73 Locust St. Dover, NH 03820 (603)516-6050 Mon-Tues 9-8:30,Wed-Fri 9-5:30, & Sat 9-1
Strafford County Court House
More photographs available on our historical images site.
In 1890, the Strafford County Court House was erected on the site of the old stockade with the Probate Office in the Court House built directly over the spring used by Major Waldron. Fine writing in musty leather books whose pages are yellowed with age, tells the story of the Strafford County court before there was any court house. The earliest record is in a book labeled 1774-1789, and inside “Anno Regni Regis Georgii.” The first case was that of Joe Prince of Boston in a suit against Daniel Warner of Portsmouth.
The first case ever tried in the court house was the trial of Isaac Sawtelle for murder of his brother Hiram, whom he buried in the Lebanon woods. This case came to a speedy conclusion on Christmas Day, nine days after it had begun. The verdict being “guilty,” Isaac was sentenced to be hanged, but died of apoplexy a few days before the hanging.
An unusual story in the trial history if the court occurred in 1918, when the influenza epidemic took its heavy toll. A murder case in session at the time was forced to be suspended because two of the jurors and the court stenographer were taken ill. That case was continued and a few days later the defendant paid the supreme penalty, a victim of the epidemic.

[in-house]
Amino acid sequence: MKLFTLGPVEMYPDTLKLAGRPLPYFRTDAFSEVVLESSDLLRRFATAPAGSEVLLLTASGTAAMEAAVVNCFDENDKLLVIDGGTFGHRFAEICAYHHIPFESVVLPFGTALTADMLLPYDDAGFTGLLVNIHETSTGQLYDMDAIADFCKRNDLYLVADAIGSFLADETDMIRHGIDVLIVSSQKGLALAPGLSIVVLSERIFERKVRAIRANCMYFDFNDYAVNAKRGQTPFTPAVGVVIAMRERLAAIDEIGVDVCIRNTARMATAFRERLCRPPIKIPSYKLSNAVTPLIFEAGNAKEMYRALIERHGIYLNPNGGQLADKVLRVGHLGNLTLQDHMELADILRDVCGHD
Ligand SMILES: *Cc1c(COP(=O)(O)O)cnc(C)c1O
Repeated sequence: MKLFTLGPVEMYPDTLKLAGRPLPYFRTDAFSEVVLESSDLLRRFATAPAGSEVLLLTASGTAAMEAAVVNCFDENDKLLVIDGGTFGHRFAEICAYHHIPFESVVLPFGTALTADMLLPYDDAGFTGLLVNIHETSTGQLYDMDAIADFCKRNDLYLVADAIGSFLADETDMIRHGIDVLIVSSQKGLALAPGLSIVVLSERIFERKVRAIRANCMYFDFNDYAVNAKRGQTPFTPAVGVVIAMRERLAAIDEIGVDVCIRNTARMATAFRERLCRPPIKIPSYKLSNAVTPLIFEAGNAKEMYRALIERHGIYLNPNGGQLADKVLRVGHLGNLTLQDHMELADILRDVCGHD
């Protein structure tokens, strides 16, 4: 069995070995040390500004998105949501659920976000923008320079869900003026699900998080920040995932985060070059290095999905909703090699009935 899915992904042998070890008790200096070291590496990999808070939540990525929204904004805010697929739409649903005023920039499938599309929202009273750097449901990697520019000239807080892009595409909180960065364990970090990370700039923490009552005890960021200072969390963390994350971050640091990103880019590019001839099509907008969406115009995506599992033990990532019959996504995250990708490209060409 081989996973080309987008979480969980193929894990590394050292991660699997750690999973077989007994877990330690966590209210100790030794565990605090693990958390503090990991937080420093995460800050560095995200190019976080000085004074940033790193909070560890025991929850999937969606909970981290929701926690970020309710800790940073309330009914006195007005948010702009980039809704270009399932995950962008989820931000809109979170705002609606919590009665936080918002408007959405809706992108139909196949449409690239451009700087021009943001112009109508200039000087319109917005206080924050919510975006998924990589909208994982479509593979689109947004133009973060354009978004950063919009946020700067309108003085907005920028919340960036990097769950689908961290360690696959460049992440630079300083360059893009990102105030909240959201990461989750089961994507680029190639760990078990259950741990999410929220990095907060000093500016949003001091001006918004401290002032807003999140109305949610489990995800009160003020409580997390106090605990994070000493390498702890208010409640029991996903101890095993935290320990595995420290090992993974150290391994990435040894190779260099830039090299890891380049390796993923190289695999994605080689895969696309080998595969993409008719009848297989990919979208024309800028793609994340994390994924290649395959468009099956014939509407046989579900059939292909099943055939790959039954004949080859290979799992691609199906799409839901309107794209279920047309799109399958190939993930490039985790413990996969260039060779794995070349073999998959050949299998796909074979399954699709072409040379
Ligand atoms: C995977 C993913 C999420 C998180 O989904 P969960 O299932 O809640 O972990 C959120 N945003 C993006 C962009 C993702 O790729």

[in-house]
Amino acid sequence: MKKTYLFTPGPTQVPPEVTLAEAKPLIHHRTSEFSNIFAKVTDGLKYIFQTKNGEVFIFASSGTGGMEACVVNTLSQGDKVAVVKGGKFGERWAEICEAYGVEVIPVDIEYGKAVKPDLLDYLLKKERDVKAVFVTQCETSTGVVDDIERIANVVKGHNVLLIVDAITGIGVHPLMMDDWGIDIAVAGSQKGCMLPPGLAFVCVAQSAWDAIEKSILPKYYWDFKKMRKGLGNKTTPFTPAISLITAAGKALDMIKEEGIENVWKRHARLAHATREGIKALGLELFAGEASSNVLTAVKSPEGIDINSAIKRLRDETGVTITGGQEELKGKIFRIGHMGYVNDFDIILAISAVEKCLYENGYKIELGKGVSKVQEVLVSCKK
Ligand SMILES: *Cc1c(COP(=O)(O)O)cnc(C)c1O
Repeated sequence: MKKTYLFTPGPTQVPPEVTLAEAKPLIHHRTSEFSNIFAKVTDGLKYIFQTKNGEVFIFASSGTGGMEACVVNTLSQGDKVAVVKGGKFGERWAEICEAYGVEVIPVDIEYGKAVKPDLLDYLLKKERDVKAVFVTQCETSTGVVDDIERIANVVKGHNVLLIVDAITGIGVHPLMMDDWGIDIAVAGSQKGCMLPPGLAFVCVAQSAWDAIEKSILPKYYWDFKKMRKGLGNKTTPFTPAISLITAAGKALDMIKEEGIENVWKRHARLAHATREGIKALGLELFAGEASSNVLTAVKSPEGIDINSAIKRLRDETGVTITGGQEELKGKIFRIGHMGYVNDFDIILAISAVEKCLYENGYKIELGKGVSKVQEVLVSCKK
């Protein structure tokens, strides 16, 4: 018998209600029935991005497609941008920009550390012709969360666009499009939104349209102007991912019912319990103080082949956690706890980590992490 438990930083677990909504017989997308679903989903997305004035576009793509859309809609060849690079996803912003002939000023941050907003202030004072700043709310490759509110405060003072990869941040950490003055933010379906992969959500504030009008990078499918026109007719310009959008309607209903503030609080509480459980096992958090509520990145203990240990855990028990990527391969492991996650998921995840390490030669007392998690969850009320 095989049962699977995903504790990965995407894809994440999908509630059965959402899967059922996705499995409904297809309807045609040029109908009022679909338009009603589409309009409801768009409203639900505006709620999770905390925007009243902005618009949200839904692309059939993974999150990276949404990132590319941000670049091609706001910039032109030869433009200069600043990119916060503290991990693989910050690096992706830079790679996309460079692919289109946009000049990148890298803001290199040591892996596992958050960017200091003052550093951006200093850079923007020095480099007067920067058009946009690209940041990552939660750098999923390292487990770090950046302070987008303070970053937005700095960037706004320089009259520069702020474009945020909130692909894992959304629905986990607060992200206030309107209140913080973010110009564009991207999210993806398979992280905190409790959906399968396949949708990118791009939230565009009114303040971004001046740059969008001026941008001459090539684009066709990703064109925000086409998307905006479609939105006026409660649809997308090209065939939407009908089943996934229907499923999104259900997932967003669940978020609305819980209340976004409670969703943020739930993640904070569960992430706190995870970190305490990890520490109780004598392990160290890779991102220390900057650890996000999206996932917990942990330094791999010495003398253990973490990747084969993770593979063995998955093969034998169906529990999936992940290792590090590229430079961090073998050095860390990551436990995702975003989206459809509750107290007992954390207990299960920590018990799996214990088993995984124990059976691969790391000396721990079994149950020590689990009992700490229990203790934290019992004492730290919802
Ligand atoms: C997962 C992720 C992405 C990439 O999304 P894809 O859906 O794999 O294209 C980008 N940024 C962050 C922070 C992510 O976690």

Leaving the more sordid part of the courthouse and coming to the building itself- the court room seats between three and four hundred people. Pictures of well known judges decorate the walls, among which are those of Chief Justice Kivel, Chief Justice Pike and Judge Woodman, The picture of Judge Snow of Rochester will be hung this fall. Rooms for the petit and grand juries, judges chambers, attorney’s room and witnesses’ rooms complete the upstairs section of the building. On the first floor are rooms for the Register of Deeds, the Register of Probate, the Sheriff and the Clerk of Court. At present, the County Commissioners and the Relief Workers have their headquarters here.
The Court House is a busy place—especially during the tow sessions beginning on the second Tuesday in February and the second Tuesday in September.
Time, with her
subtle sense of humor, smiles quietly, for on the site of the home of
Major Waldron, who was distrusted by the Indians
because of his practice of placing his hand, supposed to weigh one pound, on the
scales, there is now a court represented by Justice fairly balancing the scales
of right and wrong.
From Roving over Dover, the Oldest City in New Hampshire.
This historical essay is provided free to all readers as an educational service. It may not be reproduced on any website, list, bulletin board, or in print without the permission of the Dover Public Library. Links to the Dover Public Library homepage or a specific article's URL are permissible.